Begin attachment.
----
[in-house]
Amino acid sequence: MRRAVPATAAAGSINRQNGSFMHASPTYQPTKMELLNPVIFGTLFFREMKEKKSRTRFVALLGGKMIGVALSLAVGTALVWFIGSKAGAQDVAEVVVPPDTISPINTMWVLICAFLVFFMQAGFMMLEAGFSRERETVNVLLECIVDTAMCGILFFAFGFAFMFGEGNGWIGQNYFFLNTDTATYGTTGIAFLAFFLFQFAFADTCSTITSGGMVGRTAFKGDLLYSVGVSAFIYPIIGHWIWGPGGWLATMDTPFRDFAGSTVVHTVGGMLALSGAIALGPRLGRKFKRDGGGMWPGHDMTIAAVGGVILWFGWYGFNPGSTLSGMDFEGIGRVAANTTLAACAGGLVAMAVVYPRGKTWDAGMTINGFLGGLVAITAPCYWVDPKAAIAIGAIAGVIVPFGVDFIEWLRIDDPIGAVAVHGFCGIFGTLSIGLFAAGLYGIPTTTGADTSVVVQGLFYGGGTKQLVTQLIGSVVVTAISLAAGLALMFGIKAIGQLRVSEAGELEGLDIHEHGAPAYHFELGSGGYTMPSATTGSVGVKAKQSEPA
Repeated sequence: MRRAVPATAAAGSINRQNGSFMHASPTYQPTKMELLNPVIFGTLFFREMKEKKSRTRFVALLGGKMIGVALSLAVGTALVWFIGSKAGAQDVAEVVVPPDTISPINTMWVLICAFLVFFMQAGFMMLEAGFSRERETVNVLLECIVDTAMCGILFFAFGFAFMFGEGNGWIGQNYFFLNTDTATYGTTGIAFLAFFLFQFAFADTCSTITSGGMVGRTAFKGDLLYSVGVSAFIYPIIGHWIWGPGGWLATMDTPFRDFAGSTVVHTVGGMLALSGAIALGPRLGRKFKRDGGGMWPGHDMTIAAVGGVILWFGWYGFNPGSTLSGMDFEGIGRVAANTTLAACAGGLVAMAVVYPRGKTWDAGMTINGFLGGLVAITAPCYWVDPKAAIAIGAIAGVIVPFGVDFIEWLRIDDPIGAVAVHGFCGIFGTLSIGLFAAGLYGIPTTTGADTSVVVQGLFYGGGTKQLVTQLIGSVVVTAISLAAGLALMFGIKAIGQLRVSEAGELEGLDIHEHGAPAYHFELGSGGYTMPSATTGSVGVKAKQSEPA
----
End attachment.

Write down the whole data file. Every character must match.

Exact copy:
[in-house]
Amino acid sequence: MRRAVPATAAAGSINRQNGSFMHASPTYQPTKMELLNPVIFGTLFFREMKEKKSRTRFVALLGGKMIGVALSLAVGTALVWFIGSKAGAQDVAEVVVPPDTISPINTMWVLICAFLVFFMQAGFMMLEAGFSRERETVNVLLECIVDTAMCGILFFAFGFAFMFGEGNGWIGQNYFFLNTDTATYGTTGIAFLAFFLFQFAFADTCSTITSGGMVGRTAFKGDLLYSVGVSAFIYPIIGHWIWGPGGWLATMDTPFRDFAGSTVVHTVGGMLALSGAIALGPRLGRKFKRDGGGMWPGHDMTIAAVGGVILWFGWYGFNPGSTLSGMDFEGIGRVAANTTLAACAGGLVAMAVVYPRGKTWDAGMTINGFLGGLVAITAPCYWVDPKAAIAIGAIAGVIVPFGVDFIEWLRIDDPIGAVAVHGFCGIFGTLSIGLFAAGLYGIPTTTGADTSVVVQGLFYGGGTKQLVTQLIGSVVVTAISLAAGLALMFGIKAIGQLRVSEAGELEGLDIHEHGAPAYHFELGSGGYTMPSATTGSVGVKAKQSEPA
Repeated sequence: MRRAVPATAAAGSINRQNGSFMHASPTYQPTKMELLNPVIFGTLFFREMKEKKSRTRFVALLGGKMIGVALSLAVGTALVWFIGSKAGAQDVAEVVVPPDTISPINTMWVLICAFLVFFMQAGFMMLEAGFSRERETVNVLLECIVDTAMCGILFFAFGFAFMFGEGNGWIGQNYFFLNTDTATYGTTGIAFLAFFLFQFAFADTCSTITSGGMVGRTAFKGDLLYSVGVSAFIYPIIGHWIWGPGGWLATMDTPFRDFAGSTVVHTVGGMLALSGAIALGPRLGRKFKRDGGGMWPGHDMTIAAVGGVILWFGWYGFNPGSTLSGMDFEGIGRVAANTTLAACAGGLVAMAVVYPRGKTWDAGMTINGFLGGLVAITAPCYWVDPKAAIAIGAIAGVIVPFGVDFIEWLRIDDPIGAVAVHGFCGIFGTLSIGLFAAGLYGIPTTTGADTSVVVQGLFYGGGTKQLVTQLIGSVVVTAISLAAGLALMFGIKAIGQLRVSEAGELEGLDIHEHGAPAYHFELGSGGYTMPSATTGSVGVKAKQSEPA